They say if you don’t like the weather here, just wait five minutes. The same might be said of the music of Massachusetts native Jake Zavracky and his band The Cyanide Valentine, who continue to defy stylistic expectations on their second release, The Three Sides of the Cyanide Valentine (available for free download now at cyanidevalentine.com). It’s a record that volleys seamlessly between genres from track to track, and often within the same song. Whereas the band’s debut was a mash up of bass-heavy funk and pensive acoustic ballads, Three Sides finds Zavracky leaning on a decidedly more electronic approach, with washes of synth feedback coloring the hypnotic guitar loops. “Neon Skyhustler,” a song that echoes the dreamier work of groups like Air is one case in point. Elsewhere, the band hews closer to a psychedelic formula like on standout tracks “Nice and Horrorshow” and “Neanderthals,” the latter complete with gorgeous harmonies and sexy backups from new band member Kate Papineau.
“If I had to choose one song to represent the whole album it would be ‘Neanderthals'” Zavracky says. “I love the way Kate’s voice sounds on it and it’s probably one of my better choruses. At least, I think so.” But, he adds, “I have really shitty taste in music though.” Having spent a lot of time talking about music with the Boston rock veteran over the years, I can vouch for that statement. Good thing for us it doesn’t apply to the music he makes, and Three Sides, like most of his past work in CV and his former band Quick Fix, is packed from front to back with memorable choruses.
So what are the “three sides” of the band, then? “Oh christ,” says Zavracky. “I suck at doing this. The first side is dense electronic rock with breathy vocals. The second side is dreamy atmospheric pop with a lot of Beach Boys-esque harmonies. Side three is kind of folky and finger-picked with hushed boy/girl vocals. I would say it’s dreamy, melodic electronic rock with a lot of harmonies. I mean it’s really split up into three sides, hence the title, each side slightly different from the one before. But one thing I’m really bad at is describing my own music. I’ve never been a good salesman.”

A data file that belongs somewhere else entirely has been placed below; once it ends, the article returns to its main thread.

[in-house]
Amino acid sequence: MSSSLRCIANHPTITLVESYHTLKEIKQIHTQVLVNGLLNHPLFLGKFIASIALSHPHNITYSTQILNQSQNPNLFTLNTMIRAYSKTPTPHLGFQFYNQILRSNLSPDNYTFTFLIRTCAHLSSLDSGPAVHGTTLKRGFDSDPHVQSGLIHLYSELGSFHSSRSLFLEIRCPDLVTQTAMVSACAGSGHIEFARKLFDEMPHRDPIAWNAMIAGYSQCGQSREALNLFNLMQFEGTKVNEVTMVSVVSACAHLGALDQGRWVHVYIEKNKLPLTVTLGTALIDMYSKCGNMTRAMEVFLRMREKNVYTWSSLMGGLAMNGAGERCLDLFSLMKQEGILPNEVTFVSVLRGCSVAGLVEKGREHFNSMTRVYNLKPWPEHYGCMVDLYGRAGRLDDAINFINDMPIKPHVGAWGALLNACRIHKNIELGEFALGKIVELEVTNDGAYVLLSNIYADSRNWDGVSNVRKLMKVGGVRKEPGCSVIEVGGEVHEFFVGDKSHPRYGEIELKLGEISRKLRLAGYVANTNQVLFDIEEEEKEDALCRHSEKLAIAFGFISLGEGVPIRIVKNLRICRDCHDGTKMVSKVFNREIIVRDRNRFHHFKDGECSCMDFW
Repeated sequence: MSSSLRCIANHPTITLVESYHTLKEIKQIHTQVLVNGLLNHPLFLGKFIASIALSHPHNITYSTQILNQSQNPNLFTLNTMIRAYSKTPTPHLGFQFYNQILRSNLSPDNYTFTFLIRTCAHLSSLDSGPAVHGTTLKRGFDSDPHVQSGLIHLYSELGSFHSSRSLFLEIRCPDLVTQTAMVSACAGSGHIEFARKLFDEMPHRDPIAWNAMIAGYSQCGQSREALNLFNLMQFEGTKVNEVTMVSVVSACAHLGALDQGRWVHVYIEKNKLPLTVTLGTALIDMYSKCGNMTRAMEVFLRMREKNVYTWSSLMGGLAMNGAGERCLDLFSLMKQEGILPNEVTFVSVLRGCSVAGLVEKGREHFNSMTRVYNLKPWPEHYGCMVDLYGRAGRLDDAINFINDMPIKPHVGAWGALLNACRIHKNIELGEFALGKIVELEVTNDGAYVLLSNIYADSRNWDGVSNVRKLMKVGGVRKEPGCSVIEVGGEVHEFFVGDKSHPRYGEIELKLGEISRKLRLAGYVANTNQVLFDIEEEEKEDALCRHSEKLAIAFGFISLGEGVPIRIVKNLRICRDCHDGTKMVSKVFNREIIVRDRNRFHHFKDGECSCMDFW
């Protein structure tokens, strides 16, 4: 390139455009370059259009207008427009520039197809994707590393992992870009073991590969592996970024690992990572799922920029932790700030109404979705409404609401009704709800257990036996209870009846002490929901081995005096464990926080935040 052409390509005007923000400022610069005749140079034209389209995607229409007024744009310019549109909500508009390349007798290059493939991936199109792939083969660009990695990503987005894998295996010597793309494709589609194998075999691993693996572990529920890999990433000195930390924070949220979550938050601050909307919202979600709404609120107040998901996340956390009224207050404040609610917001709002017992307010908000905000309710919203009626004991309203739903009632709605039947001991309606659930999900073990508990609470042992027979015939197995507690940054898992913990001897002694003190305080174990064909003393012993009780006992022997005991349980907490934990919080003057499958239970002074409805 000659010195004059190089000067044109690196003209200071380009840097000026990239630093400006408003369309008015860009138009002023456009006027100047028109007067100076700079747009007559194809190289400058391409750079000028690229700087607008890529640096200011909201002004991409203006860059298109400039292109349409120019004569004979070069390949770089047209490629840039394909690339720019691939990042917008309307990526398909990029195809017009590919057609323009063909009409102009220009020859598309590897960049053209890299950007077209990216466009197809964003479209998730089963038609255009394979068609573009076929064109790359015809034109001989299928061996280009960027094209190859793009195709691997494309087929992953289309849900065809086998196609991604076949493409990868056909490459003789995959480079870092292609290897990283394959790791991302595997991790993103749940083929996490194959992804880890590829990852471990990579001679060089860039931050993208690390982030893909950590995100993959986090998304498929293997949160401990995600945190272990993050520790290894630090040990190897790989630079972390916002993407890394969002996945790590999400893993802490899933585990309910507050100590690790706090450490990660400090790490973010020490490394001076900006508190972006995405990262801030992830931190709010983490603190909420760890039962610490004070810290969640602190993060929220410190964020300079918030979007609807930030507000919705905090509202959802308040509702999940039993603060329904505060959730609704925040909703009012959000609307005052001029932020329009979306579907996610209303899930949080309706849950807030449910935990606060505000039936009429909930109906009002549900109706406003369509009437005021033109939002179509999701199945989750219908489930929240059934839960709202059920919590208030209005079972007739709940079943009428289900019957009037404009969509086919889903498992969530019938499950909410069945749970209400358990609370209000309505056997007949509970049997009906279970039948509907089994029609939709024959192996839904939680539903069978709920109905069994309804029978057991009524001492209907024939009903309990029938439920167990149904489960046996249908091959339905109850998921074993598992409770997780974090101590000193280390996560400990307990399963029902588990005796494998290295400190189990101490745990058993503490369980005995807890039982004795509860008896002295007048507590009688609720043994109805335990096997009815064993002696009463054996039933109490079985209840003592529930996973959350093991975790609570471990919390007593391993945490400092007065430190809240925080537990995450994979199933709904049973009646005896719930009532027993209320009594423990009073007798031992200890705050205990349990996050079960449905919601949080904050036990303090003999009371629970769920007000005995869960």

“I think if you look at our two albums separately there is a unifying thread,” he continues. “There’s very little that unifies the two. I think the new one is actually somewhat cohesive, by my
standards anyway. It doesn’t jerk you around as much as the last one did, which is an approach I like as well. The next thing will probably get back to that sort of all-over-the-place-ness.”
Credit the genre-hopping to a “sort of A.D.D.,” he says. “On top of that I think I have
a subconscious desire to be totally unsuccessful. Because if I really wanted to be successful I would make a record where every song sounded like the one before it, like every other band these days. That is marketable. But I usually just tend to think of things in terms of songs, not styles. Most of the artists I admire had a lot of stylistic changes throughout; it seems like a recent thing that bands have had to be one thing and one thing only in order to be marketable. And most of the time I don’t like those bands.”
After experimenting with a few different incarnations of the band, Zavracky has fleshed out the lineup with the addition of drummer Christopher Nathan Keene and bassist Brendan Reilly alongside Papineau on vocals and keyboards. “I am an asshole and nearly impossible to deal with and it doesn’t take people very long to realize that,” Zavracky explains. (I’ll vouch for that part too!) “So I have a little trouble keeping bands together. Kate, Chris and Brendan are all great musicians and fun people to be around though, no doubt about that. It’s definitely working like I want. Better than I even hoped for actually.”
That shows in the band’s live performances, which have allowed Zavracky to more fully realize and reproduce the complexity of his recorded output. But even still, the album is stuffed with so many layers of melody and countermelody, sound effects and electronic glitches, that it would benefit best from a closed headphones listen. “Ideally people would listen to it on headphones,” Zavracky explains. “I made it specifically with that in mind. I think it’s a really good album to listen to on the bus or the train when you’re trying to tune the rest of the world out, which is the way that I would always listen to it while I was making it. I hope it’s something people can get lost in.”